We already know that purely reactive components (or purely reactive circuits) do not dissipate power. We also know that a purely reactive impedance has an angle of +90° or –90°. How are these two facts related? Well, consider the following plot:

Figure 1. Graphical representation of the relationship between voltage, current, and power.

The voltage and current are out of phase by 90°. The power waveform shows the result of multiplying current and voltage. As you can see, multiplying two sinusoids that have a phase difference of 90° results in a sinusoid that is positive for half of each cycle and negative for half of each cycle. This indicates that no power is dissipated because all the power delivered to the system (during one half of the AC cycle) is returned to the source (during the other half of the cycle).

In Figure 1, the voltage waveform reaches its maximum value before the current waveform. In other words, voltage is leading current, which means that the plot corresponds to an inductive circuit. The plot for a capacitive circuit would have current leading voltage, but the overall result (with regard to power) would be the same: the average value of the power waveform would be zero, indicating the transfer of energy to and from the source but no actual dissipation of power.

This is the last page in Chapter 1. We will conclude this chapter with a summary of information that will be particularly important as you continue your study of sinusoidal power in Chapter 2. It’s essential to develop a thorough understanding of how reactive circuitry interacts with current and voltage and how it affects power. This really is the essence of AC power analysis, because purely resistive circuits are very straightforward and because inductance and capacitance are extremely common in real-life systems.

A sinusoidal voltage and current is a constantly varying quantity that has amplitude (which is related to the maximum value of the waveform), frequency (measured as cycles per second or radians per second), and phase (which identifies the temporal position of the waveform relative to another waveform).

There are two ways to specify the amplitude of a sinusoidal signal. The peak value (which could also be called the amplitude or the magnitude) corresponds to the largest distance between the horizontal axis and any point along the waveform. RMS amplitude is equal to the peak value divided by the square root of 2; it is frequently used because it provides a simple way to calculate average power dissipation in AC circuits.

Sinusoidal currents and voltages can be represented as phasors, which are complex numbers consisting of a magnitude and an angle. It is possible to use peak value or RMS amplitude as the magnitude of a phasor, and the angle of a phasor is equal to the signal’s phase shift relative to a “zero-phase” reference signal.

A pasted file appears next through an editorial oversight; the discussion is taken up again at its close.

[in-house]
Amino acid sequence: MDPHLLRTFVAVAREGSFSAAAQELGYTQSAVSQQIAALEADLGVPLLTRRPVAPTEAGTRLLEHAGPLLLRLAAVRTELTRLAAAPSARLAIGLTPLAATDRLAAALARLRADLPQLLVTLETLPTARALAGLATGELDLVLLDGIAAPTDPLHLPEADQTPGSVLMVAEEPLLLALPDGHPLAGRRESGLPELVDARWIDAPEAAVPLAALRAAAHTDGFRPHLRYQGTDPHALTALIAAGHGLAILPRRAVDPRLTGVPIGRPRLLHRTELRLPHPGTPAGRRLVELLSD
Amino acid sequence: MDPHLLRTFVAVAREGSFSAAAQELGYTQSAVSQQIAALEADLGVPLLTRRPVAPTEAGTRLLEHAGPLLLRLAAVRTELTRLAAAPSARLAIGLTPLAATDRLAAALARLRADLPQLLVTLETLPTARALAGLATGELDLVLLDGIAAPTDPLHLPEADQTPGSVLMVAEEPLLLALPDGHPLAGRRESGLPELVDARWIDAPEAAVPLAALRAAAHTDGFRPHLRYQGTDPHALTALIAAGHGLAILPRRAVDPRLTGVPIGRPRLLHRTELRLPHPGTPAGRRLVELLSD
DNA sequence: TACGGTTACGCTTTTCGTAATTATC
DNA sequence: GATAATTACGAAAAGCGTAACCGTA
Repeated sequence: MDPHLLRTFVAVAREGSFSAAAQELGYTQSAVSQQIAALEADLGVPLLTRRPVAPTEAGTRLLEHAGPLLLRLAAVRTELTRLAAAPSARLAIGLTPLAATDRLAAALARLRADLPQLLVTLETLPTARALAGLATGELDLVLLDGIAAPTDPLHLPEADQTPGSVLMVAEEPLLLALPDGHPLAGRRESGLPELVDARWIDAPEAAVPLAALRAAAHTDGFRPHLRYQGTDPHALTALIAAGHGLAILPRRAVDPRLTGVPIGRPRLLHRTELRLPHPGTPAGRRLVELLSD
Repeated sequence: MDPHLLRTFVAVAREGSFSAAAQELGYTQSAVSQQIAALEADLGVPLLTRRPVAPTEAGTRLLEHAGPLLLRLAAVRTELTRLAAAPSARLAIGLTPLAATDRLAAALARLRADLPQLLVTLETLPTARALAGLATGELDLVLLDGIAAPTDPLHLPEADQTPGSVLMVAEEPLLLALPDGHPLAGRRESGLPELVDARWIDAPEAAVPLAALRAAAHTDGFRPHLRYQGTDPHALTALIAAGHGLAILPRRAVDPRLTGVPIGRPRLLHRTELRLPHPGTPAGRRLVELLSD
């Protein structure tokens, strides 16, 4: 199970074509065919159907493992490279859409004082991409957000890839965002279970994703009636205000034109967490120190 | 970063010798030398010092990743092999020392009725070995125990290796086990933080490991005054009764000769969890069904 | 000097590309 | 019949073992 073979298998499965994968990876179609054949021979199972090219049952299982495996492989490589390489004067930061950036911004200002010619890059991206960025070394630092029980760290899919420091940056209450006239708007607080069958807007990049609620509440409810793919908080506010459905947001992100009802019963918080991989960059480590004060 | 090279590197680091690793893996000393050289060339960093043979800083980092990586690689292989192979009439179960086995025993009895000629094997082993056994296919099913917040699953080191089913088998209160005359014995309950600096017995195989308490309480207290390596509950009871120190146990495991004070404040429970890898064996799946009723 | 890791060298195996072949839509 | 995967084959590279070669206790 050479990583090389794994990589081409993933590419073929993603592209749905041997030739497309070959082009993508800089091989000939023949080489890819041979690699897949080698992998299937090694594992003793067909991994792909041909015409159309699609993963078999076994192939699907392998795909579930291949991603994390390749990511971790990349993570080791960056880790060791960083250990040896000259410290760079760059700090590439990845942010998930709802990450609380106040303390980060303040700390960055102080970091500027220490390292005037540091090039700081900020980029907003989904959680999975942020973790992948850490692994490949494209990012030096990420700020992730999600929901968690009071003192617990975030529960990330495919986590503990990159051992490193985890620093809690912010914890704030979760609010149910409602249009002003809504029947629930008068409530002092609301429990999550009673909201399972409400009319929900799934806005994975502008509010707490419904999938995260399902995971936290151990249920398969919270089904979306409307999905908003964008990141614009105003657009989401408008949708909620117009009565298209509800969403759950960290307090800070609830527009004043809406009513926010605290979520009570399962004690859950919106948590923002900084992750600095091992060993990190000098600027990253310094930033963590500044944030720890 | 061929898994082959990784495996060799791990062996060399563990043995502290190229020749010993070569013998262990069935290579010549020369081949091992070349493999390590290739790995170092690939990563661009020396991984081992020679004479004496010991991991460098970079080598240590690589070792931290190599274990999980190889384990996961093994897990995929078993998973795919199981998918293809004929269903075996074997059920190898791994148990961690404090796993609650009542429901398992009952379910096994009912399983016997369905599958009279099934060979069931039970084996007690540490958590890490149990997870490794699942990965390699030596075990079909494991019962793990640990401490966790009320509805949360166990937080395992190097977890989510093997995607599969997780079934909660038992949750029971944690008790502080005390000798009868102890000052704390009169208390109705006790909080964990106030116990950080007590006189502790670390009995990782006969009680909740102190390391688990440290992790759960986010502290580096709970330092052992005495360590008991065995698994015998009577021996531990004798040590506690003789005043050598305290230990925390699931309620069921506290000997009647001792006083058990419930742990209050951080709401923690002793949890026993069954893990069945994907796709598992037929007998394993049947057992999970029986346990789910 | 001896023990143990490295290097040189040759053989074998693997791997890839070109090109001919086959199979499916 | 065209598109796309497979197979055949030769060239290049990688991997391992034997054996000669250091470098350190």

These three words all refer to circuit elements that oppose current flow. Resistance leads to power dissipation, reactance leads to phase shift between voltage and current, and impedance refers to any opposition to current flow, whether it is resistance, reactance, or a combination of the two. When a circuit contains both resistive and reactive elements, the impedance is a complex number in which the real part corresponds to resistance and the imaginary part corresponds to reactance. An AC circuit consisting of impedances and phasors representing current and voltage can be analyzed as though it is a DC circuit consisting of resistances and DC currents and voltages.

These are called reactive components. They have only reactance; in other words, their impedance has only an imaginary part. Capacitors create a delay in voltage relative to current; thus, in a capacitive circuit, current leads voltage. Inductors create a delay in current relative to voltage; thus, in an inductive circuit, voltage leads current.

Capacitors and inductors have an important effect on power systems. By creating a phase difference between voltage and current, these components lead to reactive power, which refers to power that is delivered by the source but not consumed by the load. Instead, this power corresponds to energy that is temporarily stored by reactive elements and then returned to the source. Active power, in contrast, is dissipated by the load circuitry.

This quantity conveys information about the proportions of active and reactive power required by an AC system. A higher proportion of reactive power is generally considered undesirable because this reduces the efficiency of transferring AC power from source to load.

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